Yeah, and something I think about that took me some time to learn with customer interviews is that they're not a conversation, and ways that you would act in a conversation where if somebody says something, and then you're just to agree with them or to disagree with them, or, or whatever that is, in an interview, you can't do that. Do it, you instead say? Can you tell me more about that? Why are you looking to do that? What were you doing before that? What would you do if that wasn't available? Like you asked these sorts of questions that you just don't, don't really ask and sort of normal conversational style. You know, there's actually I, I was I was preparing to give a talk at micro con last year, so 2019 on this, and I was talking to a friend beforehand at a cookout about what I was planning to talk about. And he goes, you know, that reminds me of this improv class I took where whenever somebody says or does an improv, no matter how crazy it is, you just have to build on it. Like you can't react to them, you instead build on what they have done. And so if they put on a cowboy hat, and like, tell you, they're an astronaut, like you have to just go with it. And you you can't like question them about that, right? Otherwise, the whole thing falls apart the whole dance. And so it's not a conversation, it's acting. And the way that you would talk to a friend is very different than the way I would talk in in a customer interview setting. Also, at the same time, though, like, you know, these are, this is a set of tools and in if you use these tools outside of that context, it can come off as the wrong way or not be as effective. Like, for example, I wouldn't do this in a sales setting because people have their guard up and are less vulnerable in a sales setting. justifiably Yeah. And so you don't want to dig too much into their emotions and their goals and everything else like it's it's very surface and has its own dance entirely. But yeah, I'm really excited to read this book. And if anyone else wants to read along with me, it's called the jobs to be done playbook by Jim kobach. And like so a friend recommended this to me who was a UX director at a at a big company. The reviews for it alone are from some of the big names in the jobs be done world Des Trainor, the co founder of intercom, Melissa Perry and author of Escaping the Built Trap, Bob Moesta, who is like a just a rockstar in the jobs to be done world. Tony Ulwick. Same He also wrote a jobs to be done playbook himself. So I, I'm so psyched to read this book, you know, seeing all of these people that I that I really respect recommending it, and of course, my friend recommending it as well. So this is something I'm going to start diving into over the holiday break. We you know, we are in a second lockdown now. So it seems like a good time to start a new book. But yeah, it's, it's even for somebody like me who's been doing this for years. I love diving in and learning more, there's always more to be refined. Nice.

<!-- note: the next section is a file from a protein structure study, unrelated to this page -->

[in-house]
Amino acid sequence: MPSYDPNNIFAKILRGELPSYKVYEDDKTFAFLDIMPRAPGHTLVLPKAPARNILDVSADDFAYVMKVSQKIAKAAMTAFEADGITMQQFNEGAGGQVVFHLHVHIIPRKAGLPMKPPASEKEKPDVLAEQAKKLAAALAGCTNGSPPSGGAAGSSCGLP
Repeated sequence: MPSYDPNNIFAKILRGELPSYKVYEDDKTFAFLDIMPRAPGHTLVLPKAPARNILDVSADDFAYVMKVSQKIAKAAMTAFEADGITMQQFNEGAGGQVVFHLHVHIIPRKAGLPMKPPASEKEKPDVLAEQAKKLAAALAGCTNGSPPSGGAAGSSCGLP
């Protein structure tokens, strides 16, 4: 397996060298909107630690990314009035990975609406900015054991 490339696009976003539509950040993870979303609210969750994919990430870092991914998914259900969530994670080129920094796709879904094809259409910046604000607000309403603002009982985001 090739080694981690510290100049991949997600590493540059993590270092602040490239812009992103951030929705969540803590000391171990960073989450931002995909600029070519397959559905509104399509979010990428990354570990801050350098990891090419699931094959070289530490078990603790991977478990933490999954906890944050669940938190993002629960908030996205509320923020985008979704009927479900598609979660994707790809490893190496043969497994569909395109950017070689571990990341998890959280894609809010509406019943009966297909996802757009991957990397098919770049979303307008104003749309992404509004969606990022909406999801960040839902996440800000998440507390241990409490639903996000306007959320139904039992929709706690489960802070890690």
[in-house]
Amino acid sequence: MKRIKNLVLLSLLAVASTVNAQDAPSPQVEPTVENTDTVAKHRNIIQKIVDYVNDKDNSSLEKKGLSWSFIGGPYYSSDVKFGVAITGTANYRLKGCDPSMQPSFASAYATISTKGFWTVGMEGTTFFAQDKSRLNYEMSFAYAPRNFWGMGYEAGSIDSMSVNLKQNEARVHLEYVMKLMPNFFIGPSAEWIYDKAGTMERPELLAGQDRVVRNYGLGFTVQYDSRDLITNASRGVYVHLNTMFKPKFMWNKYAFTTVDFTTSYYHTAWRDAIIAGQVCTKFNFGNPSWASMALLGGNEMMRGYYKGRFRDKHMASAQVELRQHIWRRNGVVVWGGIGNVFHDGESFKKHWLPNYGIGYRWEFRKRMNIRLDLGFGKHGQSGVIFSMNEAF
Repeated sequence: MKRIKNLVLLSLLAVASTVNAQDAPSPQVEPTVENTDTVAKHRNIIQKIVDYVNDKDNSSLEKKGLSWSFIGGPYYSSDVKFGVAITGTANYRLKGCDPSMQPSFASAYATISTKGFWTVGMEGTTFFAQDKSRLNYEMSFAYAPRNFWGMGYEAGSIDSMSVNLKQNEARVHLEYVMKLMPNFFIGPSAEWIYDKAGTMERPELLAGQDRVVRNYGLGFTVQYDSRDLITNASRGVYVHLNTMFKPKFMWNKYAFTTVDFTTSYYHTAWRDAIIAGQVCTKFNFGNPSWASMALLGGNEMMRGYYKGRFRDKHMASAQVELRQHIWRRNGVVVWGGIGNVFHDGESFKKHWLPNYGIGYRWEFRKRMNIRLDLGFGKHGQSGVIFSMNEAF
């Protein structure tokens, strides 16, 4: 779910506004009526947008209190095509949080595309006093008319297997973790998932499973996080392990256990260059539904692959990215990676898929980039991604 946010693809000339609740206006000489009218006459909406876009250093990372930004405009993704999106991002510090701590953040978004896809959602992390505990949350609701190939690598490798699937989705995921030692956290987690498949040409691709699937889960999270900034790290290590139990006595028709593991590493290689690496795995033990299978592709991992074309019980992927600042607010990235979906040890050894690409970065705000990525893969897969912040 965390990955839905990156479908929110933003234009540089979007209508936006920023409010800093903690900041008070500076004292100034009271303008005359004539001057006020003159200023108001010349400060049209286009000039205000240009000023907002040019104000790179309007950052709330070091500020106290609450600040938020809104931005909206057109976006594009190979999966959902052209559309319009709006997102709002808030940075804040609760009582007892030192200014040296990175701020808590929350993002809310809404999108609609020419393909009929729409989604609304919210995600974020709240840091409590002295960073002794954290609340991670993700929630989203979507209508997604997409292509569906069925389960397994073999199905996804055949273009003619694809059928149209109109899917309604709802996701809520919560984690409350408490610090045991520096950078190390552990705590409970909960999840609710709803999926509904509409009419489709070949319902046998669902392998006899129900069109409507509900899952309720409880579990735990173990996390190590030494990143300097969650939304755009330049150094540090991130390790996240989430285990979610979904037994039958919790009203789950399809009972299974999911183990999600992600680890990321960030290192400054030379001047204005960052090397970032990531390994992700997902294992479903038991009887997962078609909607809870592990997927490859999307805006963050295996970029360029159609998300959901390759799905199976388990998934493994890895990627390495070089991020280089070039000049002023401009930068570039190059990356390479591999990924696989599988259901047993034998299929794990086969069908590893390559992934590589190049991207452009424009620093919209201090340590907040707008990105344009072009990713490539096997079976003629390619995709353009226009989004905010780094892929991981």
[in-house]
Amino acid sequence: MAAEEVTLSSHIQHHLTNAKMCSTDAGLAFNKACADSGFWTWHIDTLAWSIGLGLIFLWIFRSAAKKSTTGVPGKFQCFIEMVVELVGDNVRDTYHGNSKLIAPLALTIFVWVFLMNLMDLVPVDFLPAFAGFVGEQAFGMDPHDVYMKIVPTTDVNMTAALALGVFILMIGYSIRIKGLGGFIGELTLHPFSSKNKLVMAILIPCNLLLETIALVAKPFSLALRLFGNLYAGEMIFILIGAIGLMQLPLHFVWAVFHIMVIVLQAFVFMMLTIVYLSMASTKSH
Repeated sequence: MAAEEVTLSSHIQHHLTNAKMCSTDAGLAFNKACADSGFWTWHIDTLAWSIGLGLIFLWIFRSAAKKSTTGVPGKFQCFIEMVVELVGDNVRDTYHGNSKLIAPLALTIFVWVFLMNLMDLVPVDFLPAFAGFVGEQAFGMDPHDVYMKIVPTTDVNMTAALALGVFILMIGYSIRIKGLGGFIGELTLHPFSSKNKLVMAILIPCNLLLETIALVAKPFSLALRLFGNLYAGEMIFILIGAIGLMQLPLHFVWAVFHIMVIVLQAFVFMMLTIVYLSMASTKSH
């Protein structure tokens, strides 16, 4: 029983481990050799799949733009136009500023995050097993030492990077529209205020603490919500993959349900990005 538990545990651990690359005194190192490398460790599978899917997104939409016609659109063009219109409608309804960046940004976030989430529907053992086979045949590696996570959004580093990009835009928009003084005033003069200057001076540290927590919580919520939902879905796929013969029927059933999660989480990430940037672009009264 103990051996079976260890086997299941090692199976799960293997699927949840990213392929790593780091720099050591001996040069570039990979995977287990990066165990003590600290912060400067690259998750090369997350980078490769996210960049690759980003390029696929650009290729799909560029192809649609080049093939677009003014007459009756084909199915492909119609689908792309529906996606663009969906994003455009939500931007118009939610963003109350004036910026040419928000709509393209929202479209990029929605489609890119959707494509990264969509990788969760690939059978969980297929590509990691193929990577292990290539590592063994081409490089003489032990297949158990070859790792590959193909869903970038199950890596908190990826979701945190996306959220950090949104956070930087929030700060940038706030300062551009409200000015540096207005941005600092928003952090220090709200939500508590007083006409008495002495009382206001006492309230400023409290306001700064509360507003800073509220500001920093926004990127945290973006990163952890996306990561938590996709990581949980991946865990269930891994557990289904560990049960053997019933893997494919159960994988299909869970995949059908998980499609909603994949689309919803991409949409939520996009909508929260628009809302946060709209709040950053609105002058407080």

Colleen Schnettler  21:13